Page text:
This step is where the handle is cut into shape. I used a general ripping hand saw to make the long cut and a pricey Japanese dovetail saw to make the difficult angle cut.
Step 9: Bat Head Cap
In this step, I make the head cap part by cutting a piece of Purduk to the size of 2 1/2 x 2 1/2 x 1 inch. To secure the head cap; I use two part epoxy with a large bar clamp.
Step 10: Shaping Bat Head Cap
This step is about shaping the Bat Head Cap. I use my 1x30 belt sander to create the shape that I desire. The first step is to knock off the edges of Purduk to match the shape of the bat. The second step is rounding out the top-most of the bat. What I wanted was a round shape at the tip, and to make the round section flow into the octagon shape of the bat. Simply, I sanded only the Purduk and avoided the Ash wood completely.
Side note: This turned out to be the best looking part of the project especially since I sanded down the project to a 2,000 grit sand paper finish.
Step 11: Quick Tip - Cleaning Sand Paper
This picture is where I am using a block of rubber to clean the sanding belt. This is not quite essential to the project but is a good tip on getting the most out of your consumables.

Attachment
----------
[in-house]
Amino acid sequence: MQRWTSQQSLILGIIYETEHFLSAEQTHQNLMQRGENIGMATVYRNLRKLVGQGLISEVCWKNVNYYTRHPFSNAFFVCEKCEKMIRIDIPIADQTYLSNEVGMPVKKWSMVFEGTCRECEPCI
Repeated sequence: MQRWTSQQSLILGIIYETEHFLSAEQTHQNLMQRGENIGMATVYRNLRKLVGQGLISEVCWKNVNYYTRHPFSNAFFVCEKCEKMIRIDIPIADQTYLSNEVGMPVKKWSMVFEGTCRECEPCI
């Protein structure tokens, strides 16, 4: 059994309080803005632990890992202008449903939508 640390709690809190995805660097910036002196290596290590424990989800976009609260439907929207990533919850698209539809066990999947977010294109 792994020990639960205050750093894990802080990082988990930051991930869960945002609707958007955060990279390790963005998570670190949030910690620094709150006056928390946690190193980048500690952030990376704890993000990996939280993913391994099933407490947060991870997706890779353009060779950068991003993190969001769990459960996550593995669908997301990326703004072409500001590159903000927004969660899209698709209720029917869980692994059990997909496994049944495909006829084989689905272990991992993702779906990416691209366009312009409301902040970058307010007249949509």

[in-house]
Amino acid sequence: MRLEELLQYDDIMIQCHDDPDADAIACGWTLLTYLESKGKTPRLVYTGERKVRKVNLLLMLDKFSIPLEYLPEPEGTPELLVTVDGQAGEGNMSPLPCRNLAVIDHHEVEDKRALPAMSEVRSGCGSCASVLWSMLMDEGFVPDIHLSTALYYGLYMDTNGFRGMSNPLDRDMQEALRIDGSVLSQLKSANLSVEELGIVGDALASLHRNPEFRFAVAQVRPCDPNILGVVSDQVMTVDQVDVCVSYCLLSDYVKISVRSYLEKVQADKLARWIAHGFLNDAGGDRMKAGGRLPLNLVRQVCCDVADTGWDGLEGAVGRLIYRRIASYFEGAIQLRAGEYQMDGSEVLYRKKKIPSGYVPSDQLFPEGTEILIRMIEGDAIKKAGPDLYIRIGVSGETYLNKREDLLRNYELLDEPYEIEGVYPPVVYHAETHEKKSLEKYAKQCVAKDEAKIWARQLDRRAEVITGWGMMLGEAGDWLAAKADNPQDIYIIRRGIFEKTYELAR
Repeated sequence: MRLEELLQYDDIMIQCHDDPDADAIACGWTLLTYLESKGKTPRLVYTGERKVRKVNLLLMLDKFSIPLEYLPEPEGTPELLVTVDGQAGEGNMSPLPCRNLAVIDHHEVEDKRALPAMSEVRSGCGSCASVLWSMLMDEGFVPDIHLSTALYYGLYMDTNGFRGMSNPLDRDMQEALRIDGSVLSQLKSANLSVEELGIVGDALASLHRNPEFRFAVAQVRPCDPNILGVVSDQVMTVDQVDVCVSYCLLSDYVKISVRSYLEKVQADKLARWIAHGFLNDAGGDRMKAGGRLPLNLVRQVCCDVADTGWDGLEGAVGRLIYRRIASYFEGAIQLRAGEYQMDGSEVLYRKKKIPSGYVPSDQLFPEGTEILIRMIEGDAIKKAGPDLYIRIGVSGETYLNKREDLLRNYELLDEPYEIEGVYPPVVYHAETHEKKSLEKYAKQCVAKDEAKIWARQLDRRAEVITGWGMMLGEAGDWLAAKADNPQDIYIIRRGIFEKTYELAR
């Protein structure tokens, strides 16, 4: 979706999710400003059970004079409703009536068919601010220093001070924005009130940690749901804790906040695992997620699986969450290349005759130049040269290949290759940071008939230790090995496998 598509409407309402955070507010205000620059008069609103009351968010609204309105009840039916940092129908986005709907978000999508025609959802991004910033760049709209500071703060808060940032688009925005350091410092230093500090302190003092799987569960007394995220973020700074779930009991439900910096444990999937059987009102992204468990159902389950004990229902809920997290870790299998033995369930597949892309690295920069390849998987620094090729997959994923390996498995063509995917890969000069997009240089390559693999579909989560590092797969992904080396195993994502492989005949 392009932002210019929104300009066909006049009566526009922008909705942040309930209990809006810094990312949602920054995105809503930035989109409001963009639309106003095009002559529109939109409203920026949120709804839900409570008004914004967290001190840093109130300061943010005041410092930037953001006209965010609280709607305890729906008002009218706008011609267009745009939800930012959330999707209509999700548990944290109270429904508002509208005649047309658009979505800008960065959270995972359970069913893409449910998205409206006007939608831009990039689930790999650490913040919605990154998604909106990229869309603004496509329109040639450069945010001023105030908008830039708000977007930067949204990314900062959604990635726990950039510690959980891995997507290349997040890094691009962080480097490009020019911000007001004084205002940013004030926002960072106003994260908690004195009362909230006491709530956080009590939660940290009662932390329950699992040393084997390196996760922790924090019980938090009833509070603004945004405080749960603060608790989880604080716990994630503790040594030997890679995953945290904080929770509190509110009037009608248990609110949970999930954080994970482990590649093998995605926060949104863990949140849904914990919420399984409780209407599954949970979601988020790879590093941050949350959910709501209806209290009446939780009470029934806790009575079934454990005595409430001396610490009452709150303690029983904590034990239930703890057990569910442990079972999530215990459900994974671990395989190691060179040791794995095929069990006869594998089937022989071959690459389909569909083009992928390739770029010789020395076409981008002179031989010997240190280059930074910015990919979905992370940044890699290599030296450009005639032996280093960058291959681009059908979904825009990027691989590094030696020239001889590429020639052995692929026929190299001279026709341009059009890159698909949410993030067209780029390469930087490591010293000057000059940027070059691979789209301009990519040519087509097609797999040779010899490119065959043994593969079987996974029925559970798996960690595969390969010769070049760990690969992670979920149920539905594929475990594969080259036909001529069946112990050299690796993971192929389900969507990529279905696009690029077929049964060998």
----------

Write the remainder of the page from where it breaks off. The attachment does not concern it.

Step 12: Sanding
Sanding - I know is everyone's favorite activity. I started with pure elbow grease but, I later moved on to using an electrical sander clamped into a vise. This trick/hack; I highly recommend it because it will save a lot of time and effort.
Step 13: Part 1 - Cutting and Shaping Spikes
Again, I use my vise to clamp the long strips of Purduk and Purpleheart so they can be easily cut down to size - approximately 1 1/4 x 1/2 x 1/2 inches. After all of the pieces are cut; I use my 1x30 belt sander to shape the spikes in two different ways. First, I shape one side to easily enter the mortise and it should remain square. Second, I shape the tip of the spike so it is round.
Step 14: Part 2 Shaping Spikes
After attempting to place a spike into a mortise I had noticed that my 1/2 x 1/2 Purduk and Purpleheart spike blanks were over-sized by just a touch. To resolve this issue, I taped some 220 grit sand paper to my bench. To find the correct amount of wood removal; I went slowly counting my strokes. My first run was 3 strokes on each side of the spike blank. In the end, I had to stoke the spike blanks on all four sides ten times for the blanks to fit the mortise. I may have gotten away without doing this task, but I felt that it was worth the effort. With adding 8 spikes into a grain line that runs up the bat there was a chance that the wood may have split.
Step 15: Glue and Placing Spikes
In this step, I use CA glue to secure the spikes into place. A liberal amount of CA glue was dabbed on the square end of the spike. I used a mallet to tap the spikes into place and sprayed the CA activator to cure the glue.
Step 16: Finishing
A paste wax type of finishing was used because it is easy to apply on this difficult piece and there is hardly any drying time.